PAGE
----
1 | initial version |

ANSWER: It depends on what you mean by "commercial software".

- If by "commercial software" you mean "closed source", then the answer is no, you can't write and publicly distribute such software legally.

If you write a program that genuinely uses the Sage library in a nontrivial way, then that program is a derived work of Sage and must be distributed under the GPL (after all, there is no possible way to run the program without calling many functions in Sage).

When I started Sage, I took PARI -- a GPL'd program -- and started building Sage on top of that. I was forced to GPL Sage because it was a derived work of PARI. It's the same principle at work. Sage is very much a LIBRARY, not just a programming language.

We (Sage developers) also **cannot** sell or provide you with an exception, because Sage itself depends on many GPL'd programs that we do not own the copyright to.

- If by "commercial software" you mean software that makes money", then yes, it is possible to build commercial software on top of GPL'd software such as Sage. E.g., SageMathCloud is commercial (it makes money) but is GPL'd. The Linux operating system is also GPL'd but there are companies (like RedHat and Ubuntu) that make money from that software.

2 | No.2 Revision |

ANSWER: It depends on what you mean by "commercial software".

- If by "commercial software" you mean "closed source", then the answer is no, you can't write and publicly distribute such software legally.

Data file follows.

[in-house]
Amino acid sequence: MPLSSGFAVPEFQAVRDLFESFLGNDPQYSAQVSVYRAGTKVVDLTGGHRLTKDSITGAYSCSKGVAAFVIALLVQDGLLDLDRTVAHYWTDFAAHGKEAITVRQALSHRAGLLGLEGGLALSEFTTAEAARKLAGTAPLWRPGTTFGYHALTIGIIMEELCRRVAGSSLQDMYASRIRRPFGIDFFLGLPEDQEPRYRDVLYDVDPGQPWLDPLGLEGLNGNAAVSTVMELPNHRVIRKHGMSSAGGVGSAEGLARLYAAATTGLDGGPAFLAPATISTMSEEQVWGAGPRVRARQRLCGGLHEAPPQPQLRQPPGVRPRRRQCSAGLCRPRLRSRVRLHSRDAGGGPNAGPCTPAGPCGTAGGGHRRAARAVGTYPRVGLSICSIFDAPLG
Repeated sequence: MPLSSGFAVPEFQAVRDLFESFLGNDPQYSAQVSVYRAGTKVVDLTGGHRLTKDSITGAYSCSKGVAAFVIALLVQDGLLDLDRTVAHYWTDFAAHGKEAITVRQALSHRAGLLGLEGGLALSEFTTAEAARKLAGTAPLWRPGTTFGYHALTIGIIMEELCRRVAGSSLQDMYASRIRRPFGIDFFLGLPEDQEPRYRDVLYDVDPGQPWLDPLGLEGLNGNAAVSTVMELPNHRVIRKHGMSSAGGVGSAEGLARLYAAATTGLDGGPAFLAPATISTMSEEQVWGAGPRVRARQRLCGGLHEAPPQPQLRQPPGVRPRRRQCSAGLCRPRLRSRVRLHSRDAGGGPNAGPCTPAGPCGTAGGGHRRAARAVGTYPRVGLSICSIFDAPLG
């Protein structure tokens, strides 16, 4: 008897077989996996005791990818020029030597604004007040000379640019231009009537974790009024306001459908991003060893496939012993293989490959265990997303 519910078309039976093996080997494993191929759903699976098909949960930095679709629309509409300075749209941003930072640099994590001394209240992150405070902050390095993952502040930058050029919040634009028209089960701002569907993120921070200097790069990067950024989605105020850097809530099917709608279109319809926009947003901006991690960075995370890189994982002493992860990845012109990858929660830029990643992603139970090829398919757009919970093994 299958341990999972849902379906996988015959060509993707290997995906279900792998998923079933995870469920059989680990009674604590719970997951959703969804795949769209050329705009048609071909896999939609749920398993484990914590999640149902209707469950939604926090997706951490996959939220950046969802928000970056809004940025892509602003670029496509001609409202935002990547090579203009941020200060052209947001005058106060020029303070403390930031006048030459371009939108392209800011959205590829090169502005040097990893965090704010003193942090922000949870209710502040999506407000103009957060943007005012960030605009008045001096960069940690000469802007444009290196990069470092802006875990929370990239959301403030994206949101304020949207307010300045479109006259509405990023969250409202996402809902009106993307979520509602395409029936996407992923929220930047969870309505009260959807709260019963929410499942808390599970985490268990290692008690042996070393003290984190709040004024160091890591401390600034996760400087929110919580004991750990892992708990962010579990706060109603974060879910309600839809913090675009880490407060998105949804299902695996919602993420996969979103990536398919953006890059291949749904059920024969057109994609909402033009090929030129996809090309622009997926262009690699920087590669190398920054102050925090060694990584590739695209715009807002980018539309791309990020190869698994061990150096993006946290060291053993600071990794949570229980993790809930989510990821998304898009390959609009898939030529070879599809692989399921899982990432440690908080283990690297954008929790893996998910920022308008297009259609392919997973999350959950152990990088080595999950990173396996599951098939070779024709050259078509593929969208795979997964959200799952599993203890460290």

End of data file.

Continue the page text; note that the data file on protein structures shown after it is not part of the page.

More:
If you write a program that genuinely uses the Sage library in a nontrivial way, then that program is a derived work of Sage and must be distributed under the GPL (after all, there is no possible way to run the program without calling many functions in Sage).

When I started Sage, I took PARI -- a GPL'd program -- and started building Sage on top of that. I was forced to GPL Sage because it was a derived work of PARI. It's the same principle at work. Sage is very much a LIBRARY, not just a programming language.

We (Sage developers) also **cannot** sell or provide you with an exception, because Sage itself depends on many GPL'd programs that we do not own the copyright to.

- If by "commercial software" you mean software that makes money", then yes, it is possible to build commercial software on top of GPL'd software such as Sage. E.g., SageMathCloud is commercial (it makes money) but is GPL'd. The Linux operating system is also GPL'd but there are companies (like RedHat and Ubuntu) that make money from that software.

3 | No.3 Revision |

ANSWER: It depends on what you mean by "commercial software".

- ONE: If by "commercial software" you mean "closed source", then the answer is no, you can't write and publicly distribute such software legally.

- ONE: If by "commercial software" you mean "closed source", then the answer is no, you can't write and publicly distribute such software legally.

If you write a program that genuinely uses the Sage library in a nontrivial way, then that program is a derived work of Sage and must be distributed under the GPL (after all, there is no possible way to run the program without calling many functions in Sage).

When I started Sage, I took PARI -- a GPL'd program -- and started building Sage on top of that. I was forced to GPL Sage because it was a derived work of PARI. It's the same principle at work. Sage is very much a LIBRARY, not just a programming language.

We (Sage developers) also **cannot** sell or provide you with an exception, because Sage itself depends on many GPL'd programs that we do not own the copyright to.

- TWO: If by "commercial software" you mean software that makes money", then yes, it is possible to build commercial software on top of GPL'd software such as Sage. E.g., SageMathCloud is commercial (it makes money) but is GPL'd. The Linux operating system is also GPL'd but there are companies (like RedHat and Ubuntu) that make money from that software.

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